From Houston screw to UK grime, from the West Coast to the East Coast to the crawl of the Dirty South, hip-hop — possibly more so than other musical forms — is deeply rooted in geography. While there are the occasional exceptions (to quote a million surprised forum-crawlers: “9th Wonder is from North Carolina? What?“), this seems most directly a result of the intensely collaborative nature of the culture — a culture where MCs meet locally to freestyle over beats and cuts from area DJs, where the average album booklet contains list after list of collaborators and producers. Dizzee Rascal probably wouldn’t sound quite the same if he grew up eating grits, nor Lil’ Jon if he were raised in South America. Given the album’s title — Sénégal — such ties to place are inevitable and unmistakable, but as becomes clearer with every listen, Wagëblë’s music is colored by geography in the best ways possible.
It’s not an overstatement to say that Africa has been, time and again, essentially screwed over and misused by the rest of the world. From the most obvious examples, the slavery or the European conquest, to the forced partitioning of the Berlin Conference or the violent aftermath of decolonization, the history of Africa is one of almost unbelievable turmoil that continues even to this day. While Senegal itself has been relatively peaceful in recent years, the country, like many, is still riddled with poverty. Wagëblë don’t dodge this bullet, they bite it – their music openly embraces the realities of daily life (Wagëblë translates to “from the ghetto”), refusing to gloss over the truths of life in the ghetto while still offering a positive outlook with hope for improvement. While they’ve become minorly controversial in some circles — as with just about any group that becomes a “school of life” to its fans, especially one not shy with its profanity — with Sénégal, Wagëblë solidify their standing at the top of the Senegalese hip-hop game and make a strong bid for a larger foothold in the international market.
I’ll confess this right up front: my Wolof is a bit more than rusty (try “nonexistent”), so I don’t have the best idea of what many of the lyrics mean. I get the English and some of the French, but no, just about nothing said in Wolof. But while I don’t know what they’re saying much of the time, and (unless you know some languages I don’t) you probably won’t either, what makes Wagëblë so great is that you won’t feel like you need to. Strip away the meanings, strip away all time and place — you can even take away the socially-conscious message if you want to — and what is left is four gifted young souls and their love affair with music. Four bright but weary voices, rising and falling in a sputtering of drums and achy emotion. Where the individual syllables lose discrete meaning, the general passion still carries through — these young men cry for their country, these young men bleed for their country, but through it all they keep an eye to the future where things just might change for the better. All this for an album recorded over two weeks in rapper Eyewitness’s parents’ home in the ghetto of Thiaroye, battling “noise, interruptions and power failures”, but never giving up or souring in perspective as all too commonly happens in such hip-hop stories.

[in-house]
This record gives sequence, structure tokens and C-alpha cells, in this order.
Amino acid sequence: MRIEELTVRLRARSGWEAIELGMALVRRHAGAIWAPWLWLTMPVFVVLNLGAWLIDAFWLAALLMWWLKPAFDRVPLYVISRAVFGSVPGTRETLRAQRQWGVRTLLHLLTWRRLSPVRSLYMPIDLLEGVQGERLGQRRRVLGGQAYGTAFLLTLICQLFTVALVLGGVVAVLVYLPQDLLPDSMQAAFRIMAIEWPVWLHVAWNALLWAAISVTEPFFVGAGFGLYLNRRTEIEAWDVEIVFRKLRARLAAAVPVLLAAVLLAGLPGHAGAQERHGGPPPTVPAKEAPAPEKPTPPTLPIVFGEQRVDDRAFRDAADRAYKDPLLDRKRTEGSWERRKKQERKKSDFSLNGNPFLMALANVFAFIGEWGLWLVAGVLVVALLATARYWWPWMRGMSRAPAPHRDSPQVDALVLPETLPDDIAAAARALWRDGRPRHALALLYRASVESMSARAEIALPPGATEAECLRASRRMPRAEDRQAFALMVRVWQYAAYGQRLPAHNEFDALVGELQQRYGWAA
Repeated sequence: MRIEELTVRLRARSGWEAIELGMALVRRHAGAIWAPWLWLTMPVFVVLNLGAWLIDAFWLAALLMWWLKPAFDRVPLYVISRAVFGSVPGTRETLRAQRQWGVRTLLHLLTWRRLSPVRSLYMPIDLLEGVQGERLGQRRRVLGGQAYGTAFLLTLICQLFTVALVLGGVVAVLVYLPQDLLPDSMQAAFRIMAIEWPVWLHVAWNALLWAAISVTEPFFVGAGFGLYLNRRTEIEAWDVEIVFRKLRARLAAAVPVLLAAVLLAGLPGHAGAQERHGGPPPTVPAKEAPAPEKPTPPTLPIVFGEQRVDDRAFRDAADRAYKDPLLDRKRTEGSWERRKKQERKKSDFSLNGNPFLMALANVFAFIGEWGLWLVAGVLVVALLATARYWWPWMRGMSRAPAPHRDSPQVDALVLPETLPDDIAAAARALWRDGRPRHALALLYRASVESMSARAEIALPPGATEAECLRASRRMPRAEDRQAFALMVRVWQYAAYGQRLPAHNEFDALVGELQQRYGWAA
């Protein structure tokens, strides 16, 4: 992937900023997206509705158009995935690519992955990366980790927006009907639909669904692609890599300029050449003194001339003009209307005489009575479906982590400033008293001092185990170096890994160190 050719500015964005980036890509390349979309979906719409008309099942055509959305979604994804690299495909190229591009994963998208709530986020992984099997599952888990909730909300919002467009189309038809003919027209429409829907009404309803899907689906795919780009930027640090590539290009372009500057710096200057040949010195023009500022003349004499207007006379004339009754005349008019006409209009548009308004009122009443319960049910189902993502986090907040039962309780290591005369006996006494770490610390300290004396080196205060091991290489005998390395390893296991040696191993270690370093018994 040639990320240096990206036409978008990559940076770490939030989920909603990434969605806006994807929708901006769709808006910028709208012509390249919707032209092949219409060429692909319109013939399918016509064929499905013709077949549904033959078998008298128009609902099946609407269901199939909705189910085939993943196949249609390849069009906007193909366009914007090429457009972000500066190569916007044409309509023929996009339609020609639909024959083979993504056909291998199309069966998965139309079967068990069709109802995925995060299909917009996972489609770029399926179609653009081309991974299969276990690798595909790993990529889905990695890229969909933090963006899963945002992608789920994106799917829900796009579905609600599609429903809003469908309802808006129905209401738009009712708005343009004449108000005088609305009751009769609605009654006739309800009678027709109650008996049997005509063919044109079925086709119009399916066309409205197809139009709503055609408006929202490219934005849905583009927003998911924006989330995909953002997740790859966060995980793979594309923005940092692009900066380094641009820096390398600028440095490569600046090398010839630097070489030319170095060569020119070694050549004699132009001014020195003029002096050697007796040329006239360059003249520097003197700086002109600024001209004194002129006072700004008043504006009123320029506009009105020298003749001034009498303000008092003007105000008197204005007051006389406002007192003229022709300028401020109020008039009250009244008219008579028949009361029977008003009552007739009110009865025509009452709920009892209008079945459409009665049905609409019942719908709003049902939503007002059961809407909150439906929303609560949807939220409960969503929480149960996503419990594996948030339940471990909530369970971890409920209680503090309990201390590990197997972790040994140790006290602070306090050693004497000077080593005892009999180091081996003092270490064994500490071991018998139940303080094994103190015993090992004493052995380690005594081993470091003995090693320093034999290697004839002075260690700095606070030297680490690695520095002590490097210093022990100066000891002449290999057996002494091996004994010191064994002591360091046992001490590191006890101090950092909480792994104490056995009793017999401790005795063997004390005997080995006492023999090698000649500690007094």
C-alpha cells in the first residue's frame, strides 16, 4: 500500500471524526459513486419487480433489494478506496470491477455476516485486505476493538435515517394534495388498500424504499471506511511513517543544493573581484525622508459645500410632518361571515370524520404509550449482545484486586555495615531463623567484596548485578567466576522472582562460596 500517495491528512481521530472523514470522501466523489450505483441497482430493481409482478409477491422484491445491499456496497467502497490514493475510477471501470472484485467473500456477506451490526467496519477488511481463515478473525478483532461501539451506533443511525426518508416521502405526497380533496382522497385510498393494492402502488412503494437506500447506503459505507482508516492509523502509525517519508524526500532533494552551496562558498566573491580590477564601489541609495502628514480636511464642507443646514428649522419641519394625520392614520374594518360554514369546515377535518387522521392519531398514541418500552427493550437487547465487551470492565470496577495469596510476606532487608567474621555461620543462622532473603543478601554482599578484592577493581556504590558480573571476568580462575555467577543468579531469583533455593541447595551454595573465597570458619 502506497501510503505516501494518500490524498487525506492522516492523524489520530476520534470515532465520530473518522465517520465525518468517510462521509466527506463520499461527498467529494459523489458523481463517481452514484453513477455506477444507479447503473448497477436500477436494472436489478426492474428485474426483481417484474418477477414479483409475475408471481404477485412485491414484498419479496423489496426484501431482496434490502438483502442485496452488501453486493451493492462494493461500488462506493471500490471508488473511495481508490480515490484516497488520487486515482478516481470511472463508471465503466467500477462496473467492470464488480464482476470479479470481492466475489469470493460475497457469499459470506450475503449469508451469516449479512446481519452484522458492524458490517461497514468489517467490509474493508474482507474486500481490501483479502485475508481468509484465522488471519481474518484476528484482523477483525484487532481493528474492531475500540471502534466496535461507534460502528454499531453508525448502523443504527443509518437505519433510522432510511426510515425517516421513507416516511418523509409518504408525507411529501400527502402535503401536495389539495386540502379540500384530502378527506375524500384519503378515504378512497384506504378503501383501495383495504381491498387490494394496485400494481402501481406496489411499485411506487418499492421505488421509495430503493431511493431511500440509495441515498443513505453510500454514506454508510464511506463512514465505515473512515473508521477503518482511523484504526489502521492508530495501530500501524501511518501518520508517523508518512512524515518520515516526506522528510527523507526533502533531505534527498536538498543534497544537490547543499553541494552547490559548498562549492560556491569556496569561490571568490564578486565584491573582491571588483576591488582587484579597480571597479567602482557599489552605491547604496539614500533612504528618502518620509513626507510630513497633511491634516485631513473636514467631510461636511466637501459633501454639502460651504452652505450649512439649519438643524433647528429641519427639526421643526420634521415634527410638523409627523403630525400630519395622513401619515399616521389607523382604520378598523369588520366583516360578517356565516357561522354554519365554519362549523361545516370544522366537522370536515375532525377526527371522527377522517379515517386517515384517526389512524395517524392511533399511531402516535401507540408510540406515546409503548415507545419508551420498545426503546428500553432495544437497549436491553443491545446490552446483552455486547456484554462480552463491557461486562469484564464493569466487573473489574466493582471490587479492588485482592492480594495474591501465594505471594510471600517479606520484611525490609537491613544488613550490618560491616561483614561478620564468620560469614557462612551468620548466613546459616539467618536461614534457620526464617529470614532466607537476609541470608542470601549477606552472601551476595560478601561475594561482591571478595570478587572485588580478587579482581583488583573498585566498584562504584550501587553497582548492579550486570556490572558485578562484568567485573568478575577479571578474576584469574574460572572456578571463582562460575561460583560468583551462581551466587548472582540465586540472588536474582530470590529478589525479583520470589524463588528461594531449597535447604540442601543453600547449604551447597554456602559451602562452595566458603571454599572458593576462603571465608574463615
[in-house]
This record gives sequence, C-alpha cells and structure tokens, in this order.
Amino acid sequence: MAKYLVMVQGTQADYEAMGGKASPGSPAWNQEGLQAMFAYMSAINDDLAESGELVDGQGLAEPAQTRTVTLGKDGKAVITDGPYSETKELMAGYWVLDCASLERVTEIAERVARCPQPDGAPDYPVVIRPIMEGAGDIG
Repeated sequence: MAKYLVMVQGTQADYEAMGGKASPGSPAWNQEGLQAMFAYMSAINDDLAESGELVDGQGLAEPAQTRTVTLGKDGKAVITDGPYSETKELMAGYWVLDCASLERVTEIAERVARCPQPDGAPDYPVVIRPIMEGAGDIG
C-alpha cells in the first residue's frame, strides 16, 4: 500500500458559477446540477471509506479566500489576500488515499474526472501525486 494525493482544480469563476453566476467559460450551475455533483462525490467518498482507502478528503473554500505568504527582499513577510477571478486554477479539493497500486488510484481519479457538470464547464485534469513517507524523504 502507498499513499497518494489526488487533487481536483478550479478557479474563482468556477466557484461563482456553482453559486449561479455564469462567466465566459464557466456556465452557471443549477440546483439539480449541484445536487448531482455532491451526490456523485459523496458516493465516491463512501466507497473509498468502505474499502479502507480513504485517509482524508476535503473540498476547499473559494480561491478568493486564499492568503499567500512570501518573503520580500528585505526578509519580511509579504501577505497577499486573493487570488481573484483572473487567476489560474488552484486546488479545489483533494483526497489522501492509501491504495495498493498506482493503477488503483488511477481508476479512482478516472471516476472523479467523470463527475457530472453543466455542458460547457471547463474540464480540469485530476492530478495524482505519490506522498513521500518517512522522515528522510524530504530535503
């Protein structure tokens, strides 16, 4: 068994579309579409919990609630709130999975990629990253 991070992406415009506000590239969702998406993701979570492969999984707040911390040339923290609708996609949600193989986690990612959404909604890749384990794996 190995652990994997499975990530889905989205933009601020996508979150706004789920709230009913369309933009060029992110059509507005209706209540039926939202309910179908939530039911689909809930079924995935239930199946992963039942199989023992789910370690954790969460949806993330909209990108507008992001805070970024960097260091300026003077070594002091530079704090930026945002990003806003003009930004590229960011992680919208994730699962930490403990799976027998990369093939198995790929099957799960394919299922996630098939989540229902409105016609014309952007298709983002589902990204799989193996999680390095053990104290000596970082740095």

This is further backed up by solid production from Norwegian producer Rumblin, who provides a fitting canvas of sound for the vocalists to color: from the ominously raucous, Dre-reminiscent banger “Todjëll Gëb” to the distinctive instrumentation of first single “Babylon”, the beats manage to match the tone of the words almost perfectly. The horns on “Door War” make Wagëblë’s frustration almost palpable, but for every burst of near-anger comes a thoughtful reconsideration like the smooth pianos of “Definition”. On the climax and last true song, “Larmes d’Afrique”, Rumblin backs contemplative poetry from Eyewitness and Waterflow with a slow glissando of a beat that builds beautifully into and out of the horns of the Asta Busingye chorus.
The album-closing outro, a collage of shout-outs from friends, collaborators and contemporaries, wraps it all up on a positive note — Wagëblë have come a long way, and they seem poised now more than ever before to make their biggest impact yet on the worldwide music scene. The chances are good that they’ll never really blow up, but you get the sense that even if they don’t, they’ll still be here, repping the truth of life and spreading the love. Because their album may be Sénégal, but their emotion, and their passion, are universal.